[…]
It is hidden but always present.
I don’t know who gave birth to it . 
It is older than the concept of God.

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6.

The spirit of emptiness is immortal. 
It is called the Great Mother 
because it gives birth to Heaven and Earth.

It is like a vapor,
barely seen but always present.
Use it effortlessly
.

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7.

[…]
The Master stays behind; 
that is why she is ahead. 
She is detached from all things; 
that is why she is one with them. 
Because she has let go of herself,
she is perfectly fulfilled.

~ Trans. Stephen Mitchell

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8.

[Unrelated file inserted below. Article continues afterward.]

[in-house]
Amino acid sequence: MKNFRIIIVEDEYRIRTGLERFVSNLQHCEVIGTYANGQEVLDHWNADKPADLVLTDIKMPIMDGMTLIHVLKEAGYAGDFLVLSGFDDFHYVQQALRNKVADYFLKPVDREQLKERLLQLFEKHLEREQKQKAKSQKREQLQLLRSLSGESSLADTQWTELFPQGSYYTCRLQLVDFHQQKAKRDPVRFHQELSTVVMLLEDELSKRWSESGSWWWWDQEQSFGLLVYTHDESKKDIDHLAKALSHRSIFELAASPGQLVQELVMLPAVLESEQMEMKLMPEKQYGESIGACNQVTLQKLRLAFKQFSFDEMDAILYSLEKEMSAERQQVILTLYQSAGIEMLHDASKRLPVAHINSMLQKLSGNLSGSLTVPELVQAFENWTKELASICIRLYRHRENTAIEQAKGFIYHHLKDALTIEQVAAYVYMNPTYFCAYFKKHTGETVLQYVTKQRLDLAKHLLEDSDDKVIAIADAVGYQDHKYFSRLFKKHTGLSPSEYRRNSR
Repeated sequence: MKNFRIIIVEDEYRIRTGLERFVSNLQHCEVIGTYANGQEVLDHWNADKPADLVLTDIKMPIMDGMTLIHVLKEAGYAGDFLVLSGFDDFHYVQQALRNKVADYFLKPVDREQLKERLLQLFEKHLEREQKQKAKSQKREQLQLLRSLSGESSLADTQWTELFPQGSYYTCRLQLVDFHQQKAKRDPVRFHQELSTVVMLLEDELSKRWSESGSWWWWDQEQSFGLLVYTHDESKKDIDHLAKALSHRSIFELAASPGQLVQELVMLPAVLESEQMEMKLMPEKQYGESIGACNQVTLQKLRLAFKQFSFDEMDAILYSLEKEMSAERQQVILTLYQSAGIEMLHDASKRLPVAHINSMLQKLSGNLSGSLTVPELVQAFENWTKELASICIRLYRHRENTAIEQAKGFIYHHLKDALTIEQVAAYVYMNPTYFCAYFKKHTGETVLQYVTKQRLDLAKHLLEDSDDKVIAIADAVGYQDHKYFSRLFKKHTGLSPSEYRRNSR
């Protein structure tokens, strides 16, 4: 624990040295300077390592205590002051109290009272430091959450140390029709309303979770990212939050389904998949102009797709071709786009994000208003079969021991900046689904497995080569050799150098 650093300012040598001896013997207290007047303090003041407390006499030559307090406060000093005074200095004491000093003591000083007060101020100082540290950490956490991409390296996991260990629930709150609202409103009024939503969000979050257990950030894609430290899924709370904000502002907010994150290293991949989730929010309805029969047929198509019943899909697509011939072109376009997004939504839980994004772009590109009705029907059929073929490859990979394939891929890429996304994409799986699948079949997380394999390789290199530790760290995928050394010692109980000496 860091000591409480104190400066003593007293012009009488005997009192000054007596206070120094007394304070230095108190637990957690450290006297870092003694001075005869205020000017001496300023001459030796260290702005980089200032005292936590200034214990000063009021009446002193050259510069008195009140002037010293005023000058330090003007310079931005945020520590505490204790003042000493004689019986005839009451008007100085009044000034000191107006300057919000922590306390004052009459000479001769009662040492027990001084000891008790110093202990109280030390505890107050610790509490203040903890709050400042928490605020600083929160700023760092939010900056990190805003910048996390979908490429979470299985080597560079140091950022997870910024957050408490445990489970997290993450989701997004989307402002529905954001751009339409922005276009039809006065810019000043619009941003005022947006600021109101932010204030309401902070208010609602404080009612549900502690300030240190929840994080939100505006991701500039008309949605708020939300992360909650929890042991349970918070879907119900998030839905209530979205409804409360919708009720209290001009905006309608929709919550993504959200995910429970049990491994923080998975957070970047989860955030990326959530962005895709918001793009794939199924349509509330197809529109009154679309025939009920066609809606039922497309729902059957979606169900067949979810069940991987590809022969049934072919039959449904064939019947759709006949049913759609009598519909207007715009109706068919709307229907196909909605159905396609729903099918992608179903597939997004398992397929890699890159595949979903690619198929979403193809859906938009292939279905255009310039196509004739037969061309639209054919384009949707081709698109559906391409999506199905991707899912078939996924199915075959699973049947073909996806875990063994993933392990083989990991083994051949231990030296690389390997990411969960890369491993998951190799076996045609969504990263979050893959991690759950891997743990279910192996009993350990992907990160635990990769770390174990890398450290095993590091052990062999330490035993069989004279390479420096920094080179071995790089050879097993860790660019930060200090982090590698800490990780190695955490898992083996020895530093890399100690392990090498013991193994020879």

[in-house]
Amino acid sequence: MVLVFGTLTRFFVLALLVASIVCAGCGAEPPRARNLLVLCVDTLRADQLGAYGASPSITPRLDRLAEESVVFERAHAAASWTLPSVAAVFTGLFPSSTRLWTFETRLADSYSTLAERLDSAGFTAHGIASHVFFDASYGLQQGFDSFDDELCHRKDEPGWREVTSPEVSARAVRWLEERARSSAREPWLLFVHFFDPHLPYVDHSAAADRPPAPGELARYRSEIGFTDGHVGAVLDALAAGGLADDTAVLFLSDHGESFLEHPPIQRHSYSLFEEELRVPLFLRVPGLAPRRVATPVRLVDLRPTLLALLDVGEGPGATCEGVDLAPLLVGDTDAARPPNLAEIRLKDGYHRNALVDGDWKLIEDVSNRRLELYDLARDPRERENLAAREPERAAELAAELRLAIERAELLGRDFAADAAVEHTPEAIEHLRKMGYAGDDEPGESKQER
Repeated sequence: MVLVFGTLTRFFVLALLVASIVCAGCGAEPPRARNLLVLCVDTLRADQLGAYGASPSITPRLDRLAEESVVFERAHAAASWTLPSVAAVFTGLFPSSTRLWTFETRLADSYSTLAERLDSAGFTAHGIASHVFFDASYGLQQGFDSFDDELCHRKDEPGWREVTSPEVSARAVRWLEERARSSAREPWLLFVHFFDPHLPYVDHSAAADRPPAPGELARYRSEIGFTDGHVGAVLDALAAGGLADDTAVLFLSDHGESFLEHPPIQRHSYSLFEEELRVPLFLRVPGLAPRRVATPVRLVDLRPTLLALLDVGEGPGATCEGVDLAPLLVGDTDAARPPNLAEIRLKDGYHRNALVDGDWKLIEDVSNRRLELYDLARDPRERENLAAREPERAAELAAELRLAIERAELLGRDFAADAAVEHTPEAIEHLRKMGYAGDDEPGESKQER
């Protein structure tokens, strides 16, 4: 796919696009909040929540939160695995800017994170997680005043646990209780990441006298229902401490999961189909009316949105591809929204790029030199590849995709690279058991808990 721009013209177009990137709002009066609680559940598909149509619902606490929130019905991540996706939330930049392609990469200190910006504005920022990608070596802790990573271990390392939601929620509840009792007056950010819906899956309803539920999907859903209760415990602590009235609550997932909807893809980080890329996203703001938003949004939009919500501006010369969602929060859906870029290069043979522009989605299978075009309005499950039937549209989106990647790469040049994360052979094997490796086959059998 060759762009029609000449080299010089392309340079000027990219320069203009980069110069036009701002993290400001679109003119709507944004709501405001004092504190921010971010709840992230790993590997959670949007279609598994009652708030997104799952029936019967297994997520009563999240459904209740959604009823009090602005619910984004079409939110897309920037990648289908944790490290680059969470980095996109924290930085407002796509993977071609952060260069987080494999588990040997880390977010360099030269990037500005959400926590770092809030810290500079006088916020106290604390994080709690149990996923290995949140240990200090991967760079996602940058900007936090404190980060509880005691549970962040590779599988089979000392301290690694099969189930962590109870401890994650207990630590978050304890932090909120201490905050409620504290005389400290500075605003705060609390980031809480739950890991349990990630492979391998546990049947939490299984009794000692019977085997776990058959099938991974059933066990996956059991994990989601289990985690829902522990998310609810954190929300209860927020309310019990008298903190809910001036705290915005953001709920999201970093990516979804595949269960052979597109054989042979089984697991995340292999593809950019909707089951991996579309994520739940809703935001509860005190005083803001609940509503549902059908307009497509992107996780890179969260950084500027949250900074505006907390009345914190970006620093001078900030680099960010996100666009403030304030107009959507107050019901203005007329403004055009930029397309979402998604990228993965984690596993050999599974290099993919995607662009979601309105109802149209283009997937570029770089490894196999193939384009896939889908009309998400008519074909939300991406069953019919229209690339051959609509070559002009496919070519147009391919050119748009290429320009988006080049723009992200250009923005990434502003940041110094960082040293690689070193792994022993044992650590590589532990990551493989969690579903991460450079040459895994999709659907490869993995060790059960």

The highest excellence is like (that of) water. 
The excellence of water appears 
in its benefiting all things, 
and in its occupying, without striving, 
the low place which all men dislike. 
Hence (its way) is near to (that of) the Tao.
[…]

~ Trans. J. Legge

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10.

Nurture the darkness of your soul
until you become whole.
Can you do this and not fail?
Can you focus your life-breath until you become 
supple as a newborn child?
While you cleanse your inner vision,
will you be found without fault?
Can you love people and lead them 
without forcing your will on them?
When Heaven gives and takes
can you be content with the outcome? 
When you understand all things
can you step back from your own understanding?

Giving birth and nourishing,